Unsurprisingly, the second team’s results suffered in the USL Championship. Teeming with teenagers competing against grown professionals, they finished 15th of 17 in that league’s Eastern Conference with a 3W-10L-3D record. It wasn’t pretty on paper – Annan joked that he’s fortunate his résumé and reputation don’t hinge on those results – but amid that baptism by fire, several made significant strides.
Homegrown Jackson Conway co-led the second team in scoring and was signed to an MLS contract in December, just before he scored Atlanta’s consolation goal in their CCL quarterfinal second leg vs. Club America off a delivery from fellow HGP George Bello. Will Reilly, Coleman Gannon and Ajani Fortune also showed well given the scale of the learning curve, the latter even earning a call-up to Trinidad & Tobago’s full national team in January.
GOAL: Jackson Conway, Atlanta United - 82nd minute
Center back George Campbell went with the first team and thus missed out on the USL minutes he would’ve otherwise logged, while striker Tyler Wolff (son of Austin FC coach Josh Wolff) wound up playing in more MLS games than the USL Championship. But they too will be in the first-team mix this season and beyond. Defender Efrain Morales earned his Homegrown deal at 16, while his fellow US youth international Caleb Wiley held his own at the tender age of 15 and looks to be Bello’s long-range successor should the latter eventually move to Europe as expected.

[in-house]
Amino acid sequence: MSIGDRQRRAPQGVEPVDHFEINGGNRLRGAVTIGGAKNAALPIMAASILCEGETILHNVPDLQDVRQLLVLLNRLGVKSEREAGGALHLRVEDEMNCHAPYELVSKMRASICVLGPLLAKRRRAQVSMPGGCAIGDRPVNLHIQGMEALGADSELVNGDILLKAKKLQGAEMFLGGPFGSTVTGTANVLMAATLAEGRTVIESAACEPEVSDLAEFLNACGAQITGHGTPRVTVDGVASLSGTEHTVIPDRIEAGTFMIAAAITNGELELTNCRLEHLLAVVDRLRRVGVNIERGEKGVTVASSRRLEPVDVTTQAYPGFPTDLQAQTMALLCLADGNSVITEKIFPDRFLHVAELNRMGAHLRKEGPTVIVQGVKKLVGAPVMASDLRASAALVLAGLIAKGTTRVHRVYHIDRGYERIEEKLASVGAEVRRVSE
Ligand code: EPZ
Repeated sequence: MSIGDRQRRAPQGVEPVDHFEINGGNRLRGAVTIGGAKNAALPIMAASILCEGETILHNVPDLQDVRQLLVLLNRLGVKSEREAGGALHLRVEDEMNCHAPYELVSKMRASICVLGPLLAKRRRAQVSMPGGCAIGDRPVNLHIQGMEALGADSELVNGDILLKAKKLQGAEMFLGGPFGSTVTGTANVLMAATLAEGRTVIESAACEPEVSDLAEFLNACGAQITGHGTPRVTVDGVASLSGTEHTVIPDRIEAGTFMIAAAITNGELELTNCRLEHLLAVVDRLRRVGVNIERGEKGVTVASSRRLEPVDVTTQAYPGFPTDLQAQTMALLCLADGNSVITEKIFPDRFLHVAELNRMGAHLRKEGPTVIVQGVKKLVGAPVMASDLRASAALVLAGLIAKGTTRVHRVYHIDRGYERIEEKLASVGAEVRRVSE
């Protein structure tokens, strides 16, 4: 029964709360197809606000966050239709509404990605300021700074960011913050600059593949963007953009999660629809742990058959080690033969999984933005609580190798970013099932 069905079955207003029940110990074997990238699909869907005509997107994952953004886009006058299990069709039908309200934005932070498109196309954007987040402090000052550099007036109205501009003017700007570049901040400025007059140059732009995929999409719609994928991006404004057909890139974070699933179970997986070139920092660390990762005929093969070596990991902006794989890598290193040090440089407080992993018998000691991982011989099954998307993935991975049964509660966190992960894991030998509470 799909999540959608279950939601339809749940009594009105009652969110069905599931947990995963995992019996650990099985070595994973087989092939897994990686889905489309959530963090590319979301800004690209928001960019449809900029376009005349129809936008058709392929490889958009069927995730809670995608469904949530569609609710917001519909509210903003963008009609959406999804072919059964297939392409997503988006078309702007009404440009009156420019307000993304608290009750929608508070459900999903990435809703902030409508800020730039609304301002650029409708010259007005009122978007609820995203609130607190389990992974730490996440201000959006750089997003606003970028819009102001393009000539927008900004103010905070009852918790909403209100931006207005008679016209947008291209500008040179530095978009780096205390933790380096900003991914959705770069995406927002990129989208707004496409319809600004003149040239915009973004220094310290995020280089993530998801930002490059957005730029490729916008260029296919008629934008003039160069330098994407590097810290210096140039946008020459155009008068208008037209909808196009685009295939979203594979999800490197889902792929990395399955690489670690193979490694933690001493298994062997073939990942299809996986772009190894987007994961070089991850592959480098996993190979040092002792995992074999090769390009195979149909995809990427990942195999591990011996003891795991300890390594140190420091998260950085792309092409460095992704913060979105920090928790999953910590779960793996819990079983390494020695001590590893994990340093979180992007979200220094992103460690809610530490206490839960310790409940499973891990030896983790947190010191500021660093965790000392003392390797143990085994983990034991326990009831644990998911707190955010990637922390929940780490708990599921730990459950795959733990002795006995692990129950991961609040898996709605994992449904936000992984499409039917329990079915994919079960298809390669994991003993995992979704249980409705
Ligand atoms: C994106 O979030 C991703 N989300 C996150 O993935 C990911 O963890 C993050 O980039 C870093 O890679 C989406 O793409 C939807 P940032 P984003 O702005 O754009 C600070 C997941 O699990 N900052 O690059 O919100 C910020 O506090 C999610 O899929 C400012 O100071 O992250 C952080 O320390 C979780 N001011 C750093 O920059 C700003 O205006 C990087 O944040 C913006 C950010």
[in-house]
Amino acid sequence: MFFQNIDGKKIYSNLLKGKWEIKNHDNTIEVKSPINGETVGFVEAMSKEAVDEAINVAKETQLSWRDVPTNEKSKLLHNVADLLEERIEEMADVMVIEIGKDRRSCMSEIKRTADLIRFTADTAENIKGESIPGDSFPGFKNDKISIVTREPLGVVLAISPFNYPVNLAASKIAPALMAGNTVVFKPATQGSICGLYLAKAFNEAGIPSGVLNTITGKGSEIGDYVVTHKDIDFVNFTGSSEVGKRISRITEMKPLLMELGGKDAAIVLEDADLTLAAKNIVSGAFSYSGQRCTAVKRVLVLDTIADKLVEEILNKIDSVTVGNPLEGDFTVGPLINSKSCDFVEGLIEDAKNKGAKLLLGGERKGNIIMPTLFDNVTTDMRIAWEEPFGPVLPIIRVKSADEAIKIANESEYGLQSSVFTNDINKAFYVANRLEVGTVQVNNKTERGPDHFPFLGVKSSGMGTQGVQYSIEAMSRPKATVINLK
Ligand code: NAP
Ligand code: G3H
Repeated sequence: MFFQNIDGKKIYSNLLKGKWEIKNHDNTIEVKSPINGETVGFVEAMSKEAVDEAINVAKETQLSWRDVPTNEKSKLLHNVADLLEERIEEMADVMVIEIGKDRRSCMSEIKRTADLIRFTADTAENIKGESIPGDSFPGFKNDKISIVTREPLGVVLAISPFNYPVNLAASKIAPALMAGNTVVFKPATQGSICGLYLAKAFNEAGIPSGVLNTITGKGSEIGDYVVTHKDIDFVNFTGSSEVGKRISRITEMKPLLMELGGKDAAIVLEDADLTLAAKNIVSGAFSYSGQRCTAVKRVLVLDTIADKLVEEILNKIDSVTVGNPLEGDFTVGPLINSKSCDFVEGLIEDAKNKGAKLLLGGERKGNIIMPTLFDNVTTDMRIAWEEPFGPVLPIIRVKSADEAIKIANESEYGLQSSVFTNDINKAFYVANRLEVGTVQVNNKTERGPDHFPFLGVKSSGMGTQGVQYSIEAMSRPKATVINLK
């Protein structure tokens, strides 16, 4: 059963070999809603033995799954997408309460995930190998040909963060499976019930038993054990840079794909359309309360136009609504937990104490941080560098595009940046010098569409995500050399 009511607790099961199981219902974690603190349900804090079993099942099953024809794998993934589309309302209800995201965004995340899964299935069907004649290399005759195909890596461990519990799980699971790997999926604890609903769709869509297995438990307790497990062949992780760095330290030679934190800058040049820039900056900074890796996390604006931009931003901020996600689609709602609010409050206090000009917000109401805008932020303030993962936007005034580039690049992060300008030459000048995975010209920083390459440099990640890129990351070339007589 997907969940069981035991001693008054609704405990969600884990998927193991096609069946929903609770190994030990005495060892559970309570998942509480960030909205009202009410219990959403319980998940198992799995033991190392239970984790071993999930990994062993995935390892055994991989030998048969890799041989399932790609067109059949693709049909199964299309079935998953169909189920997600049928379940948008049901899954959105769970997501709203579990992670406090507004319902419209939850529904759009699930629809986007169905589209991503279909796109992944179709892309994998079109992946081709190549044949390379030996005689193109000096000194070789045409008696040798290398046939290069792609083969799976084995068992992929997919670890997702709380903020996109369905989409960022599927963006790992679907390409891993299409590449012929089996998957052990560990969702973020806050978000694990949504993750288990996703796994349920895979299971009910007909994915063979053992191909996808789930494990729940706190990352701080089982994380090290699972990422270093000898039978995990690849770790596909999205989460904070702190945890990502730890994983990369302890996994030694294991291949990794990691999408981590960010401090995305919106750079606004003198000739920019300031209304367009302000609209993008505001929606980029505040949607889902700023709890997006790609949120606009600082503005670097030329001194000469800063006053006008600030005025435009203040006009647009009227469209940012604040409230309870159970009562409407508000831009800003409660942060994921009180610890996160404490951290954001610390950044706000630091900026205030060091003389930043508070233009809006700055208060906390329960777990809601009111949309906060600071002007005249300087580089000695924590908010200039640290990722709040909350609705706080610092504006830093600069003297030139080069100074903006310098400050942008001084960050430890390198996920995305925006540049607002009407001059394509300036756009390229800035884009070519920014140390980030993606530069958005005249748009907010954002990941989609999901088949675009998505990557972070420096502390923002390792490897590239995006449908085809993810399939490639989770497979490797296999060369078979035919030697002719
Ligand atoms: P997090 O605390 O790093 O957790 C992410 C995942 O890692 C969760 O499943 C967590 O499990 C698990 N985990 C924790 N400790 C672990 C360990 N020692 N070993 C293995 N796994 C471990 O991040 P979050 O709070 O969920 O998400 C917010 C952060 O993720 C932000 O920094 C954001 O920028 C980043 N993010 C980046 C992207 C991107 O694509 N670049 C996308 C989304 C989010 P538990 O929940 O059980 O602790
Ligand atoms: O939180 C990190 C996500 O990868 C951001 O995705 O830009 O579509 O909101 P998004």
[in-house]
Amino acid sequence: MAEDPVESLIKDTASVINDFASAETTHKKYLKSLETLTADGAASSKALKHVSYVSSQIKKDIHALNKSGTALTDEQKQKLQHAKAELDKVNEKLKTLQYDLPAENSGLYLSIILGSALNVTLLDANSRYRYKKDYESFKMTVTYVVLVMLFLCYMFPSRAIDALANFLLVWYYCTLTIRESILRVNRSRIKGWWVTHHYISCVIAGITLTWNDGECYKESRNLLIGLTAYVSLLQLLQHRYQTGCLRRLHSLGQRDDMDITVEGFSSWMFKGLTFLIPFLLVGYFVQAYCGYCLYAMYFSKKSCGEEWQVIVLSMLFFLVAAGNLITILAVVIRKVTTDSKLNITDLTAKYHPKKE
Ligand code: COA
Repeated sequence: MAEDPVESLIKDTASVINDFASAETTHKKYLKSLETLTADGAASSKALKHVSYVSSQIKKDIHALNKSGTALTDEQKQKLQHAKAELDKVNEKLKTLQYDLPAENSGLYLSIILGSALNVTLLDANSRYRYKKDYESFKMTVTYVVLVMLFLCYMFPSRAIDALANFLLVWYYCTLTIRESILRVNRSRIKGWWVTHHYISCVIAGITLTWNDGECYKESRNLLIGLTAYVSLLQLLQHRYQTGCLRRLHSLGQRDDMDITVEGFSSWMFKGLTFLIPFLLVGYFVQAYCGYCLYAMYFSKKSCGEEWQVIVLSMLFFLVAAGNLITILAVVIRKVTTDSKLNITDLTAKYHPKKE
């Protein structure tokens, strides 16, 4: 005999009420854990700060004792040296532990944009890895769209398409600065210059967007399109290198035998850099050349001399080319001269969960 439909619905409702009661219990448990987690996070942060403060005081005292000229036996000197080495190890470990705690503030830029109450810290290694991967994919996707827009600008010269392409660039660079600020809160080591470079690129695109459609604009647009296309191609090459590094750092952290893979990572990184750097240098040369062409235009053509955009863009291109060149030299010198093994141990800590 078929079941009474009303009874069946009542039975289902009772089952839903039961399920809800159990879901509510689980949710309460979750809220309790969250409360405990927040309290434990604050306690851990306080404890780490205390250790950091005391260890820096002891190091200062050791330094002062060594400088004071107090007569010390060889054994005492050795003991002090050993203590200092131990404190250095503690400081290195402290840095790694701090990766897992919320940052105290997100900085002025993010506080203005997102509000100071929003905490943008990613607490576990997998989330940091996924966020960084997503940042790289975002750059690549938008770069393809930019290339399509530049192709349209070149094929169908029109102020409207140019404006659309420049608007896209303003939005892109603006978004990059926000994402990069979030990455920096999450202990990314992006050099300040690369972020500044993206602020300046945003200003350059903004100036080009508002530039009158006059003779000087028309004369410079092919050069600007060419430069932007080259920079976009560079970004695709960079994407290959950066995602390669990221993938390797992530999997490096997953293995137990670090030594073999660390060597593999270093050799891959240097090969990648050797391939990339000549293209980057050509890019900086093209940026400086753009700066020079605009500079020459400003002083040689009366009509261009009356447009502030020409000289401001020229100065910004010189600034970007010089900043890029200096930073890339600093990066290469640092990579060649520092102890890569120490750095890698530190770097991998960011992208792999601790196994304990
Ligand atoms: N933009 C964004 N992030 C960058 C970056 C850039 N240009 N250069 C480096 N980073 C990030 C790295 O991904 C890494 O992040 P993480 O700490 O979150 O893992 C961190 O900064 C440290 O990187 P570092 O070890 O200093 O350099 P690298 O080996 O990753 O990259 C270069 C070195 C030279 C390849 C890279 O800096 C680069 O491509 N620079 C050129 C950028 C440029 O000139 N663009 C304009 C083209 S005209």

“It's really important that a Caleb Wiley, who was 15 years old, plays 15 games against these guys who are established pros in the USL,” said Annan, reeling off the names of the attackers his young charge had to face week in, week out, “who are very athletic, very strong. And Caleb has to work it out. And sometimes he got burned. But sometimes he did really, really well and you see that, yes, we've got something here.”